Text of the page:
Monday, 1 September 2014

You don't know what you've got 'til it's gone

It's a sign of age that random song lyrics from decades ago keep popping up in my mind as I read the online news. However, just sometimes, instead of this being random mental noise it means something. Or so I'd like to think. 

And so reading Boris' appeal for for a Thames estuary airport, those lines from Joni Mitchell's Big Yellow Taxi popped up. I know those bleak, uninhabited waters well, between Medway and London. Thousands of acres of glutinous, stinking mud where only little islands of grass as tough as Kevlar can live, littered with the rusting hulks of dead ships, and the collapsing skeletal remains of piers and jetties where man has failed to establish life on those hostile, cold and desolate shores. Even the first Thames shelter - Gravesend - is locked behind twisting, treacherous mudbanks and offers scant welcome. It's the land of the dead, of secret murders, will-o-the-wisps and nameless evils, where no decent person would moor after dark. So perfect then, for a new London airport, you'd think.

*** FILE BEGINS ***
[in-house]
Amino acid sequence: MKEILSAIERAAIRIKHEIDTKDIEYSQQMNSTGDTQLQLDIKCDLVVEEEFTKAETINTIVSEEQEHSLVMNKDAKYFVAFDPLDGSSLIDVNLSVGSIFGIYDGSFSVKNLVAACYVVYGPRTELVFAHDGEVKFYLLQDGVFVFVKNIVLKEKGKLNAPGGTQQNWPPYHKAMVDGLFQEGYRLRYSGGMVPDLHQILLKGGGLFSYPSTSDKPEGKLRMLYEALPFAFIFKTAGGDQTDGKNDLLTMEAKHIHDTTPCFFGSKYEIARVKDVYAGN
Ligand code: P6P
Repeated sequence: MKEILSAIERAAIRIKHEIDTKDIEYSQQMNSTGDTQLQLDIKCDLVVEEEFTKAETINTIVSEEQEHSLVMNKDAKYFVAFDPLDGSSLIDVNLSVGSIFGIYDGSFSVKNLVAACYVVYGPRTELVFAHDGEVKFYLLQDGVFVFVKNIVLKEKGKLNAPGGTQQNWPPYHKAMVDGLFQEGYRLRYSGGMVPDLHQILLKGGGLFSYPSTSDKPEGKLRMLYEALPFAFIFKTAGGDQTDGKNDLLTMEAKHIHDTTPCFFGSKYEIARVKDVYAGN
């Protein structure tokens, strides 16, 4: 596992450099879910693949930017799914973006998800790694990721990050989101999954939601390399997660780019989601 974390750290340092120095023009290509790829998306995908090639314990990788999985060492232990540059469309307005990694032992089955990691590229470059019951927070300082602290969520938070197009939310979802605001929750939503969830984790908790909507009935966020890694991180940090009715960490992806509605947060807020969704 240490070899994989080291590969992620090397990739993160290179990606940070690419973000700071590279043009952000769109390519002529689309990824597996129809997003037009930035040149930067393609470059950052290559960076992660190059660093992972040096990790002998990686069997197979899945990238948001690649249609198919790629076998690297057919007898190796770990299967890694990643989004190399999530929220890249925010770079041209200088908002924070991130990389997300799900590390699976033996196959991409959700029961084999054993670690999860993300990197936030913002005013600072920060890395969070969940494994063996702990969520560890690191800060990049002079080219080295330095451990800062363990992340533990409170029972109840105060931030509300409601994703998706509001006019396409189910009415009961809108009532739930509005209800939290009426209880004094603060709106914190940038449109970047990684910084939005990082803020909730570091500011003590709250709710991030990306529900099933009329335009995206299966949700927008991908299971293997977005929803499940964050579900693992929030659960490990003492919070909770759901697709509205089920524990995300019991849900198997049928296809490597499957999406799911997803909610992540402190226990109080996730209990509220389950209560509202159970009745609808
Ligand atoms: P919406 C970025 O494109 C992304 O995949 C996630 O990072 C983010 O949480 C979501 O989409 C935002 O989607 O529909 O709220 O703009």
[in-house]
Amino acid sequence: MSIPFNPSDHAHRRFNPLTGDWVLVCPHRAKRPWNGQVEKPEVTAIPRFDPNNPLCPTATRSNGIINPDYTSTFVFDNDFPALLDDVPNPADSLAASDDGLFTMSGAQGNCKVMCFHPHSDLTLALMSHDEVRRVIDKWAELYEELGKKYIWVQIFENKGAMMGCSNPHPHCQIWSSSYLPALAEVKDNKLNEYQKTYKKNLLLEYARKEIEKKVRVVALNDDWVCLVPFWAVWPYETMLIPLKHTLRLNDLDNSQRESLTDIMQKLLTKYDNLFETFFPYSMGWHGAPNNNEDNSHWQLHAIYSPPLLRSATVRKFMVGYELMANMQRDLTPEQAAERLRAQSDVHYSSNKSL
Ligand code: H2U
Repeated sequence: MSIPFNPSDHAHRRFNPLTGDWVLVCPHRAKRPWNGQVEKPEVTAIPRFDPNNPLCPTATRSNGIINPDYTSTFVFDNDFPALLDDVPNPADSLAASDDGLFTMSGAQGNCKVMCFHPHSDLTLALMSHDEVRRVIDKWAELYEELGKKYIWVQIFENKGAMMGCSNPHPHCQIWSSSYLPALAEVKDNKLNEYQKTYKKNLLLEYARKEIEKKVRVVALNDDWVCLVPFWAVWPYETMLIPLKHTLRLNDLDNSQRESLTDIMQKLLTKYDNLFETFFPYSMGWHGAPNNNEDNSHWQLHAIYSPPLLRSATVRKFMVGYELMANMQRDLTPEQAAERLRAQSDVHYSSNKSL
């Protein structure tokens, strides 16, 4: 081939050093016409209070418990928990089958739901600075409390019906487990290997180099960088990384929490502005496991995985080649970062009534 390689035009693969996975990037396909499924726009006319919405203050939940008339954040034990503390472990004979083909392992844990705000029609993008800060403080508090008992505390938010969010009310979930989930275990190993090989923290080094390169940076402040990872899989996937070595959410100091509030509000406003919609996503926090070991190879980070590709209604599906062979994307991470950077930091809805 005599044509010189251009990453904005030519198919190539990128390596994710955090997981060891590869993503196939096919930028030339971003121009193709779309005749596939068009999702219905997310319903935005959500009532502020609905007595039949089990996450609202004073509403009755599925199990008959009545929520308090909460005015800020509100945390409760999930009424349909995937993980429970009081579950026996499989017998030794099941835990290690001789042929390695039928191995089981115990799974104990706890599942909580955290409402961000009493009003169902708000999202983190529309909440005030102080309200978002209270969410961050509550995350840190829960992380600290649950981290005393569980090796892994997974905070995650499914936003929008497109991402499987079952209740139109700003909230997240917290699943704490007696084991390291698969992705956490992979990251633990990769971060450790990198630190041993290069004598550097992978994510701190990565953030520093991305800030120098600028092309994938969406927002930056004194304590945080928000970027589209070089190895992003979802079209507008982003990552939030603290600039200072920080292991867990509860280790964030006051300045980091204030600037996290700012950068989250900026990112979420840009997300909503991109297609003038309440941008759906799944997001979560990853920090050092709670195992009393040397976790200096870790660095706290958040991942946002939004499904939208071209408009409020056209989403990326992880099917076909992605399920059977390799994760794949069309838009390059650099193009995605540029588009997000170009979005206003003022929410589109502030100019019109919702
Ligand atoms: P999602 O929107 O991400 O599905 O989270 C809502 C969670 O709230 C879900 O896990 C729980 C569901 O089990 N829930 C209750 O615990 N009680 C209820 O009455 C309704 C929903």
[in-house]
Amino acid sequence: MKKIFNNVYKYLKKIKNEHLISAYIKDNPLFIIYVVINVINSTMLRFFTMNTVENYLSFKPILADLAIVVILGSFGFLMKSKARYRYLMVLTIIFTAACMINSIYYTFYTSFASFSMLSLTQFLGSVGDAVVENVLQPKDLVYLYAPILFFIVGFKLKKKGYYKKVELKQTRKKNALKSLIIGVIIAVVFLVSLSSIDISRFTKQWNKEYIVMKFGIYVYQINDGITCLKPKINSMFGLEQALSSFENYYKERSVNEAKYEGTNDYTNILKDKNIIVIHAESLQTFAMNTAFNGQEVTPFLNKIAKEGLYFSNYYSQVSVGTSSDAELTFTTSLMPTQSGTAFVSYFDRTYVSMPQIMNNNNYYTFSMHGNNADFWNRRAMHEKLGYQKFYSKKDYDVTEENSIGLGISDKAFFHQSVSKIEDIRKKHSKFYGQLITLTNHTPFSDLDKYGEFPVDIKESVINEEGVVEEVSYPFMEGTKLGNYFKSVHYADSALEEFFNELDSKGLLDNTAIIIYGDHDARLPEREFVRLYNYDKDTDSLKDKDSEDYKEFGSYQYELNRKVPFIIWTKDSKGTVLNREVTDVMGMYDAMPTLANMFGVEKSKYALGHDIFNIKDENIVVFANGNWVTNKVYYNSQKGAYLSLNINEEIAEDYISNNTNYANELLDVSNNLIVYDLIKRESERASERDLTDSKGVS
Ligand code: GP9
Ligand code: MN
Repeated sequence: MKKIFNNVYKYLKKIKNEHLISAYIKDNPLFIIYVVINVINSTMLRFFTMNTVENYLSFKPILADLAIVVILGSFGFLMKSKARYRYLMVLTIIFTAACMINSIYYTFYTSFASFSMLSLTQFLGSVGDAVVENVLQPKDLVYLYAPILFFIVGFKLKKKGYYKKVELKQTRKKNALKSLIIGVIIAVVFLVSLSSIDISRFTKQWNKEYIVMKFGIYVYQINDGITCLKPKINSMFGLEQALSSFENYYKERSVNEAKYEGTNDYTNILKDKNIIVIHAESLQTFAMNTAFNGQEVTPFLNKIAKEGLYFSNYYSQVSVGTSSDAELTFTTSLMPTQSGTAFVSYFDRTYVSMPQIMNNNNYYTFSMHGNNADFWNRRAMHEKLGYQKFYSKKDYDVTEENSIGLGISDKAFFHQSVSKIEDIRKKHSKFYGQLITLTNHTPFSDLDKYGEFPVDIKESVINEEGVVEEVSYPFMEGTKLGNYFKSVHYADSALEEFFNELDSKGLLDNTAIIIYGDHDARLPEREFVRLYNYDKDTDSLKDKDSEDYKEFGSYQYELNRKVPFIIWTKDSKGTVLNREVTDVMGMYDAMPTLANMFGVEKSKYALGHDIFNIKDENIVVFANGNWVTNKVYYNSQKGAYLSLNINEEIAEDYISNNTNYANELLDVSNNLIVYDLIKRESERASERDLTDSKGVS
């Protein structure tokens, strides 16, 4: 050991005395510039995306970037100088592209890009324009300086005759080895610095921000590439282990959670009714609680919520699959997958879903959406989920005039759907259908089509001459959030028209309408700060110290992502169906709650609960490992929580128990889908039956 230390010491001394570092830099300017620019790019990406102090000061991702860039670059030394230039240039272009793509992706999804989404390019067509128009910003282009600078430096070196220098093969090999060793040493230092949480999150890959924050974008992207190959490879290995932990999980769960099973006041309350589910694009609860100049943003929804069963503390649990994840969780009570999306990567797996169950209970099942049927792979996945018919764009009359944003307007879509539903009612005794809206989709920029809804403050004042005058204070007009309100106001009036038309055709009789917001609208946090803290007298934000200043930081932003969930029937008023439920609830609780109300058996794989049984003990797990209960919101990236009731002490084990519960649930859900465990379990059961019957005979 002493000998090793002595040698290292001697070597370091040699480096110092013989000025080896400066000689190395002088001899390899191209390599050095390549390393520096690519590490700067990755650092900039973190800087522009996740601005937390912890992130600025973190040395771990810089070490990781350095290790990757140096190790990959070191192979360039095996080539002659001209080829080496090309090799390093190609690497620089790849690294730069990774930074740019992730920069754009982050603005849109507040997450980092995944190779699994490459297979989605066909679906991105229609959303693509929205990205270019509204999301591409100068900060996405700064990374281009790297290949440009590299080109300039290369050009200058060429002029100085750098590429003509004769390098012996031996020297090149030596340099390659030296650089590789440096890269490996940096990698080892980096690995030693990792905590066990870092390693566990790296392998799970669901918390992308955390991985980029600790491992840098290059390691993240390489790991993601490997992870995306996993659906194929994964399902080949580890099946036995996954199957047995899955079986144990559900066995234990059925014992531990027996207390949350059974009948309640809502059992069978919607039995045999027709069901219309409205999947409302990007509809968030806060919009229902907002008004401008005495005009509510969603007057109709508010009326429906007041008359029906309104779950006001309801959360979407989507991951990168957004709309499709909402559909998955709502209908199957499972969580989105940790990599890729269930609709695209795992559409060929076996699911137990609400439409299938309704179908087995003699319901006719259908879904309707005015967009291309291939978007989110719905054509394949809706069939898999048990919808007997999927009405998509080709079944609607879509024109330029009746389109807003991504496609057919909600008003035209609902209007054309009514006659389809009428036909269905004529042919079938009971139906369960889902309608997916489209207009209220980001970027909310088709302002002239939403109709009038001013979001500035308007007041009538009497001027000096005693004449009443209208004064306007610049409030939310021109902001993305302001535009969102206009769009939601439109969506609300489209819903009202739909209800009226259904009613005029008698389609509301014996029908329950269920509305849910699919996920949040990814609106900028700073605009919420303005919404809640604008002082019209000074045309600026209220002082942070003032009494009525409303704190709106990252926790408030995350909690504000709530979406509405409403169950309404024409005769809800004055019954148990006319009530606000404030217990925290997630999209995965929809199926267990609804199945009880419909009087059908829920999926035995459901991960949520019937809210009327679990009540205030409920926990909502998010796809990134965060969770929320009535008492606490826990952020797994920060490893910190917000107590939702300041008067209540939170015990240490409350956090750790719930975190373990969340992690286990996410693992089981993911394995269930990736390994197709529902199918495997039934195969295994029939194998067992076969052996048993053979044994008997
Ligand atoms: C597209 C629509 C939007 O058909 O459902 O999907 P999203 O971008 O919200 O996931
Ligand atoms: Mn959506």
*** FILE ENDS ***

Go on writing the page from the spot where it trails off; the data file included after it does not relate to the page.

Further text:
Except that once it's built, we'll wax rhapsodic about Europe's last unspoilt wilderness, now lost; the beauty of the quiet marshes where only the haunting cry of the curlew moved the air, the joy of a sail from the little Hobbiton shire town of Leigh-on-Sea across the sunlit waters to a deserted eyot for a Summer's picnic, then back for the blazing inglenook of an ancient pub. We'll mourn the loss of such an extensive area of natural beauty so close to London, the vast skies kissing a flat horizon, and discover tiny bright flowers and viridian mosses that have been lost. The ancient wood of dead ships is smooth and silver and somehow living, and even the rough pitted chestnut-brown of rusted hull plates sparkling in the Sun offers a vivid chromacity in contrast to the colours of earth and sky. We will have desecrated something irreplaceable. 

Such of course was the case with Dungerness marshes - as bleak, hostile and ugly as above until Derek Jarman found a beauty and a value there, and today his little cottage stands sentinel over a much-loved landscape.